Operational and other losses peppered engineering and construction company McDermott International’s fourth-quarter and 2018 earnings report released at the end of last month, forcing company officials to announce a net loss of $2.8 billion for Q4 and a $2.7 billion net loss for the full year.
“Although the headline numbers distract from the company’s underlying fundamental strength, McDermott is continuing to progress toward the realization of its full potential as a premier, fully integrated provider of technology, engineering and construction solutions,” said David Dickson, president and CEO.
In the fourth quarter, the company took a one-time, $2.2 billion goodwill impairment charge and other nonrecurring charges totaling about $327 million.
Extra costs on three projects — the Cameron LNG project in Louisiana, the Calpine gas turbine power project in Pennsylvania and the Abkatun-A2 offshore oil platform in Mexico — also contributed to McDermott's fourth quarter operational losses.
On the Cameron project, there were $168 million in extra costs associated with what the company called "unfavorable labor productivity” plus extra subcontract, commission and construction management expenses. However, at the end of Q4, the project was 85% complete, was expected to hit major milestones early this year and still has $445 million of revenue left for McDermott.
Last year, McDermott was one of several contractors who warned LNG developers that they needed to be more realistic in their approaches to determining final costs for projects. All touted early collaboration as a way to achieve schedule, budget and quality targets. Some had even turned down project opportunities because they believed the cost estimates were too low.
The Calpine project had $31 million in extra costs due in part to costs associated with the facility’s first fire. At the end of 2018, the project was 95% complete. Fabrication and offshore delivery issues, weather delays and unanticipated accommodation expenses for offshore crew added $54 million to the Abkatun-A2 project.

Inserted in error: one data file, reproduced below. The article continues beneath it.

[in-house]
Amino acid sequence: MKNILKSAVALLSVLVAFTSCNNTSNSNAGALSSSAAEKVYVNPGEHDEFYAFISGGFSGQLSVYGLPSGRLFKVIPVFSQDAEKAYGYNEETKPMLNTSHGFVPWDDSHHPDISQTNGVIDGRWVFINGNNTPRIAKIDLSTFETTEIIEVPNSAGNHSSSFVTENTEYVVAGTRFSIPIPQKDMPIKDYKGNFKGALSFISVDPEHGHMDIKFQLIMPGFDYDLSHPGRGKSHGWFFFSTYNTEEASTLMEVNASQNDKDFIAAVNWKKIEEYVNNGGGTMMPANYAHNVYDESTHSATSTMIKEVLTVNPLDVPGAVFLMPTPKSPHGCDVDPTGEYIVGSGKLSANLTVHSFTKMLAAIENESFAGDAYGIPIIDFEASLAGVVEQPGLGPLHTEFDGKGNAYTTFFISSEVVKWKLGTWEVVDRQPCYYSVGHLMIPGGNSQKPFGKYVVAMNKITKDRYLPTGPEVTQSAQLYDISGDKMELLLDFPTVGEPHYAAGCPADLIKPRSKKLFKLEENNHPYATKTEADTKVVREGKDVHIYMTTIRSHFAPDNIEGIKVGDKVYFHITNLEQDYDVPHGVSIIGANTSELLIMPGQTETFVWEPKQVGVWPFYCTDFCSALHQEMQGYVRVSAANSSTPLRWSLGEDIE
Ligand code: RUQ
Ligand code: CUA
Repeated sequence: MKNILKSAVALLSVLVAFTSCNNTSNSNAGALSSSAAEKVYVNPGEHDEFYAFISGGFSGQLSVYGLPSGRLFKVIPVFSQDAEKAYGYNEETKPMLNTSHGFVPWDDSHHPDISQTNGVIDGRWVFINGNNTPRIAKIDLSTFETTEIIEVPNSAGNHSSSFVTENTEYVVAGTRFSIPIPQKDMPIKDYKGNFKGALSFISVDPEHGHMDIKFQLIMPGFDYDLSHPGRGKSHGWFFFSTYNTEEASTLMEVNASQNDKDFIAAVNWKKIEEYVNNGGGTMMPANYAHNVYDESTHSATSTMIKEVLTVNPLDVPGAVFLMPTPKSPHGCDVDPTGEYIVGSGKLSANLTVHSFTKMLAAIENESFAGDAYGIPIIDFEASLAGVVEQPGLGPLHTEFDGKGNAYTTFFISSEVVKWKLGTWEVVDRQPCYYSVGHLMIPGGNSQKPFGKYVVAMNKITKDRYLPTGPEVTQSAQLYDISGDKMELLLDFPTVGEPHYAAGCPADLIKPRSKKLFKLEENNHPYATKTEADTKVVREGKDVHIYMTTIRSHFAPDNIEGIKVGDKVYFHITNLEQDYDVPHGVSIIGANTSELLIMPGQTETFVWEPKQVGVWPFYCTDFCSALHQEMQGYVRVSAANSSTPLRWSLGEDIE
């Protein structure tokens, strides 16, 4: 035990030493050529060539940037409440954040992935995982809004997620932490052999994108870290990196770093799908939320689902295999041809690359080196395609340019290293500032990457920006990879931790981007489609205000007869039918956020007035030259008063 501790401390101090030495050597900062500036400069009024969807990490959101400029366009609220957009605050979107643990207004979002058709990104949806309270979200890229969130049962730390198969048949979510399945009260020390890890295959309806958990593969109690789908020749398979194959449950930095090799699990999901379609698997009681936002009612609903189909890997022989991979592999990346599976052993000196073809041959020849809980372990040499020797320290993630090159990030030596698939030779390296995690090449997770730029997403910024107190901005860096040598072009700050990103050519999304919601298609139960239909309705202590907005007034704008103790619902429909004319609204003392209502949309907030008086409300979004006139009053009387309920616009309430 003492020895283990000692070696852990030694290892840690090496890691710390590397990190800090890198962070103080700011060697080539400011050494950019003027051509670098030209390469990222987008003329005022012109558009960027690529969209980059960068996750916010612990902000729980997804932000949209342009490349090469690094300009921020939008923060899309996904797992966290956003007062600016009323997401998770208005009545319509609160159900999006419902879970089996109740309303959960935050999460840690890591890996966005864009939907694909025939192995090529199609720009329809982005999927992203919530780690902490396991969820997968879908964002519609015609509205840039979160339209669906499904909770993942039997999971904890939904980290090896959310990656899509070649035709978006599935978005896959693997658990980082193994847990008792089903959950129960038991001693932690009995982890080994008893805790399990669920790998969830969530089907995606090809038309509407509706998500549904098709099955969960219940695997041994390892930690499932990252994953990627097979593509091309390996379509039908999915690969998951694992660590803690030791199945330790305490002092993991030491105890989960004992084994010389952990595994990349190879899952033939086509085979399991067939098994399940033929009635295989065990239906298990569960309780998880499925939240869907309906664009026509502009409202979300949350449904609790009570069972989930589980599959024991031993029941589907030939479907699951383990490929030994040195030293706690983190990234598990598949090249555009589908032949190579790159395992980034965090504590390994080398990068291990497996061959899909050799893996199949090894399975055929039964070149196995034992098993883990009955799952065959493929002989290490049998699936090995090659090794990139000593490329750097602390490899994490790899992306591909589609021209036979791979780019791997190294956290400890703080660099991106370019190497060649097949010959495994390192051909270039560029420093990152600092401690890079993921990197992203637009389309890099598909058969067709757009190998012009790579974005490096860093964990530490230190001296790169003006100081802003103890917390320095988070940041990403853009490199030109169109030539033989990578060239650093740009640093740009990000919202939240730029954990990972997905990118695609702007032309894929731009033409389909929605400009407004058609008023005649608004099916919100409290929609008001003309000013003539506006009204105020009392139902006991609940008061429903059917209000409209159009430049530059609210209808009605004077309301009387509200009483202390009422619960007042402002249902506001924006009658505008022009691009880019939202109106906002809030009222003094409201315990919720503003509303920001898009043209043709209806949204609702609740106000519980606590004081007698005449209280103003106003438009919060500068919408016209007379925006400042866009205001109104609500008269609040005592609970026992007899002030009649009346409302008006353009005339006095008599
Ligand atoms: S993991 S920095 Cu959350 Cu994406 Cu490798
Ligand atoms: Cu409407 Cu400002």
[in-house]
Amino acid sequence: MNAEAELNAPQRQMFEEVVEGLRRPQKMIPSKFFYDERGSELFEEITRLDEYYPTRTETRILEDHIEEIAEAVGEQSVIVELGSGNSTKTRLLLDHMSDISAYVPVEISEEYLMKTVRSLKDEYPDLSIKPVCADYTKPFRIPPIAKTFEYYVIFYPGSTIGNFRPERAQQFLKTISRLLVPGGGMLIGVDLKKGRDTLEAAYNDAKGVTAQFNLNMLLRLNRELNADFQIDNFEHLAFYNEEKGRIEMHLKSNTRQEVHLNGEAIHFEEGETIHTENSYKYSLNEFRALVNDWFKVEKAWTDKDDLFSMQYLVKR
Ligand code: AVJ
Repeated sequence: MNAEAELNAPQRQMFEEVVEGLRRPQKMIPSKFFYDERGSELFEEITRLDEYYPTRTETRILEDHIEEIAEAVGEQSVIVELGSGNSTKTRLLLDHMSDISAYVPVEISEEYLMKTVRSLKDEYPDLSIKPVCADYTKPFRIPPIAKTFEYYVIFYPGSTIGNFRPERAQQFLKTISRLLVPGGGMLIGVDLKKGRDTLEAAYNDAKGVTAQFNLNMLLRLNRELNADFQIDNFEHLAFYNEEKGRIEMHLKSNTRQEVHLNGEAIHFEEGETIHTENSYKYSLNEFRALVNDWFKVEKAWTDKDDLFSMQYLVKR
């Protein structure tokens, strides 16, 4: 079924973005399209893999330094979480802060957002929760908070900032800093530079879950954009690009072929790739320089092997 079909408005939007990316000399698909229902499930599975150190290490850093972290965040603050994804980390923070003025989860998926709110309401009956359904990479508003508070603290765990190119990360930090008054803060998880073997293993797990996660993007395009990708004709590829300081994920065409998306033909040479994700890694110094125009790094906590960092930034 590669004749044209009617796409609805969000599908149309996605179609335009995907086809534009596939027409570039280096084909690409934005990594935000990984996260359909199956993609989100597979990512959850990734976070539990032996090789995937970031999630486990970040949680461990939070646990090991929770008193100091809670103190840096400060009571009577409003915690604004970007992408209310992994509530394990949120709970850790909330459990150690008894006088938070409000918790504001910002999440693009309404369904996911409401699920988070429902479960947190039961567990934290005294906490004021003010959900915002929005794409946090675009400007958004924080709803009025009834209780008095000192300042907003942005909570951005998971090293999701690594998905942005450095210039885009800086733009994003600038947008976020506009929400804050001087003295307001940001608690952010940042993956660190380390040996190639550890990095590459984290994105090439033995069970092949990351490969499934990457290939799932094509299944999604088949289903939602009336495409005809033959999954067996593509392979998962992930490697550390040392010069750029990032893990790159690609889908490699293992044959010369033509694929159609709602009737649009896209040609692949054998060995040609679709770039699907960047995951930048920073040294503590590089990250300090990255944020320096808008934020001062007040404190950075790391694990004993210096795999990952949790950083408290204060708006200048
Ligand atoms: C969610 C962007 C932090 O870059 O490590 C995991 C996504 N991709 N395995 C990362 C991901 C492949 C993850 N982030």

McDermott also recorded a $102 million charge related to Hurricane Harvey damage at the Freeport LNG project in Texas, although those costs did not impact the income statement.
But McDermott said it had “closed the book" on 2018 and pointed to the positives coming up in 2019.
The company expects to close on the sales of its pipe fabrication and tank businesses later this year, transactions that will bring about $1 billion into the company.
In addition, McDermott reported a revenue opportunity pipeline of $93 billion, primarily driven by its North Central and South America (NCSA) division, as well as its Middle East and North Africa unit. This figure includes bids, current backlog, outstanding change orders and target projects, which McDermott expects to be awarded within the next five quarters.
Already this year, McDermott has announced that it won a “mega contract” for the Golden Pass LNG project in Sabine Pass, Texas, and would be providing engineering, procurement and construction (EPC) services in collaboration with JV partners Chiyoda International Corp. and Zachry Group. McDermott did not report the value of the contract, only that it exceeds $1 billion. It will take approximately 9,000 construction workers five years to build out the new export facility.
For the full year 2019, McDermott expects to book operating income of approximately $725 million to $775 million and net income of between $250 million to $275 million.
"The market outlook is exceptionally robust for McDermott,” Dickson said, "and elements of our playbook are generating substantial results."